Skip Navigation

Fluorophore, Mounting Media And Imaging Chamber Selection For Leica DM 6B Upright Microscope

Fluorophore, Mounting Media And Imaging Chamber Selection For Leica DM 6B Upright Microscope

Microscope Slides and Cover Glass Thickness

Most microscope objectives are designed to view the sample through a thin glass window, 0.17 mm thick (this is the #1.5 coverglass). This is the coverglass that you should use to get best resolution. The higher the numerical aperture (NA) of the dry objective, the more sensitive it is to proper coverglass thickness, NA is the number after the magnification of the objective (for instance, on a 10x/0.4 objective). On the DM6B microscope, objectives up to the 10x/0.32 are not very sensitive to coverglass thickness. However, with the 20x/0.55 objective, you will not get the best image if you do not use the correct coverglass or if you do not use coverglass at all.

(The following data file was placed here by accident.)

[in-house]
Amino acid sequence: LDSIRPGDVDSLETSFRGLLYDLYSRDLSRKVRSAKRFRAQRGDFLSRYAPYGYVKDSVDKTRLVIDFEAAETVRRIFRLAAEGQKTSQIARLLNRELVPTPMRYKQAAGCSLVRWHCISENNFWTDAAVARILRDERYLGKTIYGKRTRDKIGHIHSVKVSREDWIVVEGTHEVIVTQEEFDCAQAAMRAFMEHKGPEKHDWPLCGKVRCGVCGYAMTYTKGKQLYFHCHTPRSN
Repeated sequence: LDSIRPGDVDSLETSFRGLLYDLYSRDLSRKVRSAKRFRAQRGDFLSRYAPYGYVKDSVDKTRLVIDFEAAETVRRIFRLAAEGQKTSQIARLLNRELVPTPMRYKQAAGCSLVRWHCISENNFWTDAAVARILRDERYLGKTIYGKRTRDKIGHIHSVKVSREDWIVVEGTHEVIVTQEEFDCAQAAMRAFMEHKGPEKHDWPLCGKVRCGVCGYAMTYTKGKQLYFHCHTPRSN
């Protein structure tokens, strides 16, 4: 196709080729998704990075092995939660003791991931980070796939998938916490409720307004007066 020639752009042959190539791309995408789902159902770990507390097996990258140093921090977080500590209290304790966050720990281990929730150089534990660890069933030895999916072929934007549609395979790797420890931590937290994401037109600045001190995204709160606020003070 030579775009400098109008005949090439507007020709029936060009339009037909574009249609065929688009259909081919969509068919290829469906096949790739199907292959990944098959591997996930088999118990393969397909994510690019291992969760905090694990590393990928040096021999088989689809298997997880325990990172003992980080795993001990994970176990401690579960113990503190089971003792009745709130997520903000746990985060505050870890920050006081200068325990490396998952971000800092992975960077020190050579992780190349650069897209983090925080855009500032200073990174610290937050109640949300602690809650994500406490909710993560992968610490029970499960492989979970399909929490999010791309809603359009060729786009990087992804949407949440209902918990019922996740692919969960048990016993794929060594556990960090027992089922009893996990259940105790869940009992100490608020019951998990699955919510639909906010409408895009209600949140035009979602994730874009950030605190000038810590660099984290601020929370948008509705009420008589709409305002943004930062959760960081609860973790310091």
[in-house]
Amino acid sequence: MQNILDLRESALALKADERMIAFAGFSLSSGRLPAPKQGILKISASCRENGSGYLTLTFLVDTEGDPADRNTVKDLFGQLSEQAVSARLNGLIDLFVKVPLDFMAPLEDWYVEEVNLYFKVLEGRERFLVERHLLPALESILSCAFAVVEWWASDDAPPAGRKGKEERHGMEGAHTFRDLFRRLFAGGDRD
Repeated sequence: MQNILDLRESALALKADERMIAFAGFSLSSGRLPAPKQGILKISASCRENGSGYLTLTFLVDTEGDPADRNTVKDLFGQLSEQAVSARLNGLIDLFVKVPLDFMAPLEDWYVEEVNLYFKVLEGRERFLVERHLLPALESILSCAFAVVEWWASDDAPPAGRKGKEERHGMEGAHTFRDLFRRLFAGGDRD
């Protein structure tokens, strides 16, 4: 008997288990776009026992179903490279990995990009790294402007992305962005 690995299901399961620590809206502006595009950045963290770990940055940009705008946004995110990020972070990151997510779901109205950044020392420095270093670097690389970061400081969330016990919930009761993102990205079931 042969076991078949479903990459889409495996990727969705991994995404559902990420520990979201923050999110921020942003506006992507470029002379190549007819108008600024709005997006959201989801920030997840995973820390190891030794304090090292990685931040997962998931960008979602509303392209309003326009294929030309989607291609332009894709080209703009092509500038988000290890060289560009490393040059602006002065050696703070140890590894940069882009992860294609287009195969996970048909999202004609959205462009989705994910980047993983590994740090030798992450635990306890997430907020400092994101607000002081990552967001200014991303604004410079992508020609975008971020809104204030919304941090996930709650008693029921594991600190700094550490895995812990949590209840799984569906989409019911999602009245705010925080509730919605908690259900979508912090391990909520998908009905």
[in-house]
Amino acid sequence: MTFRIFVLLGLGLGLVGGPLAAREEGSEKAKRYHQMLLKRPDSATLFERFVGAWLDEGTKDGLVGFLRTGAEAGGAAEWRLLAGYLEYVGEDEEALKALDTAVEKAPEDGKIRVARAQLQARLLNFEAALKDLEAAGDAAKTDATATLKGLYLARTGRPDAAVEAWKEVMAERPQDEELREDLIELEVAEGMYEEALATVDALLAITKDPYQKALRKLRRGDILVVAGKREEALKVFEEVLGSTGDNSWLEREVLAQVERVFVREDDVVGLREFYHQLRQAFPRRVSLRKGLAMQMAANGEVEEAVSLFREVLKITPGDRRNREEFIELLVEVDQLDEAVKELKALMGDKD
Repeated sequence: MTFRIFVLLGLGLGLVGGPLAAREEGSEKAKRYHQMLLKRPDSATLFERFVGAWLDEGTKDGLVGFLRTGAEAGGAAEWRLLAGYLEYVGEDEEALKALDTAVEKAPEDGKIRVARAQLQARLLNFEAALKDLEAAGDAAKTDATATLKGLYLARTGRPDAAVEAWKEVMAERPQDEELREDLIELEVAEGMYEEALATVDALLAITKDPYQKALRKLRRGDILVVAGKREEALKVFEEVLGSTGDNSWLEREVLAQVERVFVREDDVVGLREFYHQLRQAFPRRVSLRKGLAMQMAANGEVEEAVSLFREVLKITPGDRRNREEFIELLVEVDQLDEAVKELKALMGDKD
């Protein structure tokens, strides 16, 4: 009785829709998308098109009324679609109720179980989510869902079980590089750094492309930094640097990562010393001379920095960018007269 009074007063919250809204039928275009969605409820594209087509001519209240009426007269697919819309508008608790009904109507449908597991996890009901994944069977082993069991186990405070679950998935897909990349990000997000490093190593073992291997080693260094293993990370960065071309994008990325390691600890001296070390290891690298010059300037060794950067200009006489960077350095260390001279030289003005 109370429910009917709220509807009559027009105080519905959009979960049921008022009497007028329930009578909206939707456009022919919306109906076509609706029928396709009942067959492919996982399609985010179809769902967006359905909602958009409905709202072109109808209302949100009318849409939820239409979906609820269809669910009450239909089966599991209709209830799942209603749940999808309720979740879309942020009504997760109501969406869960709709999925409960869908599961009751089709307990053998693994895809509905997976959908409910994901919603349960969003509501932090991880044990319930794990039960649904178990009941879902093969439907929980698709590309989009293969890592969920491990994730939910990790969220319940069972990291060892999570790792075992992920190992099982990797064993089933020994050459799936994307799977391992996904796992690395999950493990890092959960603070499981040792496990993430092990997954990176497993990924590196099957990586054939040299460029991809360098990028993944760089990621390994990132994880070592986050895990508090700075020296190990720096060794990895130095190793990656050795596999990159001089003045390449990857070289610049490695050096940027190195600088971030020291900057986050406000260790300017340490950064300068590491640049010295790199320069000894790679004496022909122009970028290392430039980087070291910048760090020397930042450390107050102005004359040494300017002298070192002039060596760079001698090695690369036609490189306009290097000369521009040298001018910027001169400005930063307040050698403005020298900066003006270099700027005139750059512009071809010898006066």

The 40x/0.6 objective has almost the same resolution as the 20x/0.55, so for most thin samples, it is better to use the 20x objective and capture a larger field of view. The advantage of the 40x objective is its long working distance and the adjustable correction collar, that allows getting good quality images when imaging without coverglass or imaging through up to 2 mm layer glass (or other materials) IF ADJUSTED PROPERLY.

The 63x/0.6-1.4 oil immersion objective is not very sensitive to coverglass thickness, bacause the immersion oil has the same refractive index as the glass. This is the highest-resolution objective on this microscope. HOWEVER, this is only true when the adjustable aperture in the objective is fully open (NA = 1.4). Make sure to check the aperture settings on the objective if doing high resolution imaging. When the objective aperture is closed, the NA and thus the resolution is the same as on the 40x dry objective.

Recommended types of samples:

  • The stage can accept regular Slides (25 x 75 mm) or oversized slides (up to 50 x 75 mm) with a 0.17 mm thick coverglass.